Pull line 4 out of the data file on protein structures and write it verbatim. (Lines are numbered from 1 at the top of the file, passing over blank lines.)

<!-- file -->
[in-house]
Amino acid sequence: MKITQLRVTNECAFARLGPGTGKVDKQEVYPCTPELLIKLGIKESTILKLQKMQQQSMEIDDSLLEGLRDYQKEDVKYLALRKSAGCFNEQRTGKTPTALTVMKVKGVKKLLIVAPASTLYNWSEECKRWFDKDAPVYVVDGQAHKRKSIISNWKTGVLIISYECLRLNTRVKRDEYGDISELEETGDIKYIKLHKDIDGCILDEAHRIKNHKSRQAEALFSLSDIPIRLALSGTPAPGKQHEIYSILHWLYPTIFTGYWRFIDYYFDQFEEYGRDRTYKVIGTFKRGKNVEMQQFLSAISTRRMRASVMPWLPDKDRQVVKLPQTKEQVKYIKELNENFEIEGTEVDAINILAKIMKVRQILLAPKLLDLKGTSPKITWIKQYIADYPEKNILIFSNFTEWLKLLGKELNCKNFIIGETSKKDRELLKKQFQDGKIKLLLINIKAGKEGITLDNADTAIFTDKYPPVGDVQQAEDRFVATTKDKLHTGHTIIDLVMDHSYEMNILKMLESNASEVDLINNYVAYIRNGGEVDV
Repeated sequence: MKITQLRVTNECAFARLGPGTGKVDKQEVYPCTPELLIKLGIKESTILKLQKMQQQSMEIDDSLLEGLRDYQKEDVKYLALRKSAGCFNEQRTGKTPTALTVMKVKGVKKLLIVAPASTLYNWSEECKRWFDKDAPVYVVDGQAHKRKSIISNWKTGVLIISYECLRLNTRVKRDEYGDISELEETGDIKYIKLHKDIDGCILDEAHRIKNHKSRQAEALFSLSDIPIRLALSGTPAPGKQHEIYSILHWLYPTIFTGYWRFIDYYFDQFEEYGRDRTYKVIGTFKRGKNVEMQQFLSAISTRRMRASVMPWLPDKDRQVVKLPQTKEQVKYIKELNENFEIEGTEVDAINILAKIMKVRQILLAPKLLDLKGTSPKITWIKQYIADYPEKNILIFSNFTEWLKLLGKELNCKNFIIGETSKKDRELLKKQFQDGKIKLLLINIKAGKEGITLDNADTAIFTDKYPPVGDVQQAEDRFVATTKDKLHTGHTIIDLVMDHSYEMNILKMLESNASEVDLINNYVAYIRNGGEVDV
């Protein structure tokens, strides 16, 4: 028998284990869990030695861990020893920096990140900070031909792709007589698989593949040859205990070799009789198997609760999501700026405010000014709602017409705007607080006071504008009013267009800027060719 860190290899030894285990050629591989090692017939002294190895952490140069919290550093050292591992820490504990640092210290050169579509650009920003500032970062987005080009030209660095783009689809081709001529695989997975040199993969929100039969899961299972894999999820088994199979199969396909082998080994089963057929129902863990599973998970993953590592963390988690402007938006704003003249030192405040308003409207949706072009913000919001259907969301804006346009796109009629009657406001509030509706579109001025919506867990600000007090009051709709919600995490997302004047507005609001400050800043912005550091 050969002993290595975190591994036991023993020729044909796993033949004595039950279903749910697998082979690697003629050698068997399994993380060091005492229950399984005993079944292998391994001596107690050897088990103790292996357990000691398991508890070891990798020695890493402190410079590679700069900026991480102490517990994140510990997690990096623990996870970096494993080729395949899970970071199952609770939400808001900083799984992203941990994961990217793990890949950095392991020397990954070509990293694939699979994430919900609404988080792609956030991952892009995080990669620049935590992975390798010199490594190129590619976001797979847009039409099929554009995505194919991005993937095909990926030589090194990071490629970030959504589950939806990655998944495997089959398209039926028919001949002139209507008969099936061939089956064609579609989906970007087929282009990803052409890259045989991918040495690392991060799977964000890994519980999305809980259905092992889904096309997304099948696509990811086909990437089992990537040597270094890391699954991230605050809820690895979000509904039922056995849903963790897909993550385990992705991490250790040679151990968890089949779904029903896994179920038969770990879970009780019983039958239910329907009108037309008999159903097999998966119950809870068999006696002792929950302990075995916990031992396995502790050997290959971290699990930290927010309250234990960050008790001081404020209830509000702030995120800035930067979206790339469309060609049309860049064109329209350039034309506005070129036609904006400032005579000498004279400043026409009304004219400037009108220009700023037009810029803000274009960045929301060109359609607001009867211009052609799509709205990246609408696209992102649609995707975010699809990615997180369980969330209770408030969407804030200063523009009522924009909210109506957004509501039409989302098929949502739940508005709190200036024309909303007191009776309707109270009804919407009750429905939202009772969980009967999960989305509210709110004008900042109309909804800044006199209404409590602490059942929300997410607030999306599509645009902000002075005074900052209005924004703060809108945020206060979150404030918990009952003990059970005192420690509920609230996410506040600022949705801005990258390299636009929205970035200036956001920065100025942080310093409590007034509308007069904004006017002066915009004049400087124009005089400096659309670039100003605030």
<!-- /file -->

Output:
């Protein structure tokens, strides 16, 4: 028998284990869990030695861990020893920096990140900070031909792709007589698989593949040859205990070799009789198997609760999501700026405010000014709602017409705007607080006071504008009013267009800027060719 860190290899030894285990050629591989090692017939002294190895952490140069919290550093050292591992820490504990640092210290050169579509650009920003500032970062987005080009030209660095783009689809081709001529695989997975040199993969929100039969899961299972894999999820088994199979199969396909082998080994089963057929129902863990599973998970993953590592963390988690402007938006704003003249030192405040308003409207949706072009913000919001259907969301804006346009796109009629009657406001509030509706579109001025919506867990600000007090009051709709919600995490997302004047507005609001400050800043912005550091 050969002993290595975190591994036991023993020729044909796993033949004595039950279903749910697998082979690697003629050698068997399994993380060091005492229950399984005993079944292998391994001596107690050897088990103790292996357990000691398991508890070891990798020695890493402190410079590679700069900026991480102490517990994140510990997690990096623990996870970096494993080729395949899970970071199952609770939400808001900083799984992203941990994961990217793990890949950095392991020397990954070509990293694939699979994430919900609404988080792609956030991952892009995080990669620049935590992975390798010199490594190129590619976001797979847009039409099929554009995505194919991005993937095909990926030589090194990071490629970030959504589950939806990655998944495997089959398209039926028919001949002139209507008969099936061939089956064609579609989906970007087929282009990803052409890259045989991918040495690392991060799977964000890994519980999305809980259905092992889904096309997304099948696509990811086909990437089992990537040597270094890391699954991230605050809820690895979000509904039922056995849903963790897909993550385990992705991490250790040679151990968890089949779904029903896994179920038969770990879970009780019983039958239910329907009108037309008999159903097999998966119950809870068999006696002792929950302990075995916990031992396995502790050997290959971290699990930290927010309250234990960050008790001081404020209830509000702030995120800035930067979206790339469309060609049309860049064109329209350039034309506005070129036609904006400032005579000498004279400043026409009304004219400037009108220009700023037009810029803000274009960045929301060109359609607001009867211009052609799509709205990246609408696209992102649609995707975010699809990615997180369980969330209770408030969407804030200063523009009522924009909210109506957004509501039409989302098929949502739940508005709190200036024309909303007191009776309707109270009804919407009750429905939202009772969980009967999960989305509210709110004008900042109309909804800044006199209404409590602490059942929300997410607030999306599509645009902000002075005074900052209005924004703060809108945020206060979150404030918990009952003990059970005192420690509920609230996410506040600022949705801005990258390299636009929205970035200036956001920065100025942080310093409590007034509308007069904004006017002066915009004049400087124009005089400096659309670039100003605030």